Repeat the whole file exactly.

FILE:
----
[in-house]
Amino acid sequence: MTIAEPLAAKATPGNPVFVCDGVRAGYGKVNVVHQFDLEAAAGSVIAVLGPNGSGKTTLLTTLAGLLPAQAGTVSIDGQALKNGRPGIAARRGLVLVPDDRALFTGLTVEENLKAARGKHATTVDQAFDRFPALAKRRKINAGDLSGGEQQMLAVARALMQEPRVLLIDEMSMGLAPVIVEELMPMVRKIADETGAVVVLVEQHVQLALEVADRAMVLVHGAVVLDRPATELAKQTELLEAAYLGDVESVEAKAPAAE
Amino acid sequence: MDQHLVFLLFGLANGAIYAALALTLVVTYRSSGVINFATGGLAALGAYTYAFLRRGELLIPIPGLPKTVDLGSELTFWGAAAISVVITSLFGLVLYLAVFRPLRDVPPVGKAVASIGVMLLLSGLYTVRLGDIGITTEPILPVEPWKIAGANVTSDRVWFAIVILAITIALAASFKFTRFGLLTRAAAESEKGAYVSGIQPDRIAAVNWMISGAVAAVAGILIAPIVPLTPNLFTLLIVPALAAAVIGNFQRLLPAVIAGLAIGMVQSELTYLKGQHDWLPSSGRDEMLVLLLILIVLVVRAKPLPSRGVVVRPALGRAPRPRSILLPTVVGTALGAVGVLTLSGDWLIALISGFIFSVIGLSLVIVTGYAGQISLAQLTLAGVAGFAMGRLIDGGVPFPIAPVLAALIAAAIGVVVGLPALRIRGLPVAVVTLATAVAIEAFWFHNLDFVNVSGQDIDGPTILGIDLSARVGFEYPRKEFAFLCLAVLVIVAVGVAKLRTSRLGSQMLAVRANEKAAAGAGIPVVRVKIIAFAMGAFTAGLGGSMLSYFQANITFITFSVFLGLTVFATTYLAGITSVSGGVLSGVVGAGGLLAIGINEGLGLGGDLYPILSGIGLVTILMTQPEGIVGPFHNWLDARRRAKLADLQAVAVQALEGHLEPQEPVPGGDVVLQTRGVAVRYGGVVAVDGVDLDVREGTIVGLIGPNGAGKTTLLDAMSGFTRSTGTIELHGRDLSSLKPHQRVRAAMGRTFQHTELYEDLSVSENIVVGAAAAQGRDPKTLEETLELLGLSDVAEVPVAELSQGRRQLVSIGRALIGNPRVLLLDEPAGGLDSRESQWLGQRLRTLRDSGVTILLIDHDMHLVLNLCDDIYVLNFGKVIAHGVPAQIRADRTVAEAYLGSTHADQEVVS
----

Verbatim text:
[in-house]
Amino acid sequence: MTIAEPLAAKATPGNPVFVCDGVRAGYGKVNVVHQFDLEAAAGSVIAVLGPNGSGKTTLLTTLAGLLPAQAGTVSIDGQALKNGRPGIAARRGLVLVPDDRALFTGLTVEENLKAARGKHATTVDQAFDRFPALAKRRKINAGDLSGGEQQMLAVARALMQEPRVLLIDEMSMGLAPVIVEELMPMVRKIADETGAVVVLVEQHVQLALEVADRAMVLVHGAVVLDRPATELAKQTELLEAAYLGDVESVEAKAPAAE
Amino acid sequence: MDQHLVFLLFGLANGAIYAALALTLVVTYRSSGVINFATGGLAALGAYTYAFLRRGELLIPIPGLPKTVDLGSELTFWGAAAISVVITSLFGLVLYLAVFRPLRDVPPVGKAVASIGVMLLLSGLYTVRLGDIGITTEPILPVEPWKIAGANVTSDRVWFAIVILAITIALAASFKFTRFGLLTRAAAESEKGAYVSGIQPDRIAAVNWMISGAVAAVAGILIAPIVPLTPNLFTLLIVPALAAAVIGNFQRLLPAVIAGLAIGMVQSELTYLKGQHDWLPSSGRDEMLVLLLILIVLVVRAKPLPSRGVVVRPALGRAPRPRSILLPTVVGTALGAVGVLTLSGDWLIALISGFIFSVIGLSLVIVTGYAGQISLAQLTLAGVAGFAMGRLIDGGVPFPIAPVLAALIAAAIGVVVGLPALRIRGLPVAVVTLATAVAIEAFWFHNLDFVNVSGQDIDGPTILGIDLSARVGFEYPRKEFAFLCLAVLVIVAVGVAKLRTSRLGSQMLAVRANEKAAAGAGIPVVRVKIIAFAMGAFTAGLGGSMLSYFQANITFITFSVFLGLTVFATTYLAGITSVSGGVLSGVVGAGGLLAIGINEGLGLGGDLYPILSGIGLVTILMTQPEGIVGPFHNWLDARRRAKLADLQAVAVQALEGHLEPQEPVPGGDVVLQTRGVAVRYGGVVAVDGVDLDVREGTIVGLIGPNGAGKTTLLDAMSGFTRSTGTIELHGRDLSSLKPHQRVRAAMGRTFQHTELYEDLSVSENIVVGAAAAQGRDPKTLEETLELLGLSDVAEVPVAELSQGRRQLVSIGRALIGNPRVLLLDEPAGGLDSRESQWLGQRLRTLRDSGVTILLIDHDMHLVLNLCDDIYVLNFGKVIAHGVPAQIRADRTVAEAYLGSTHADQEVVS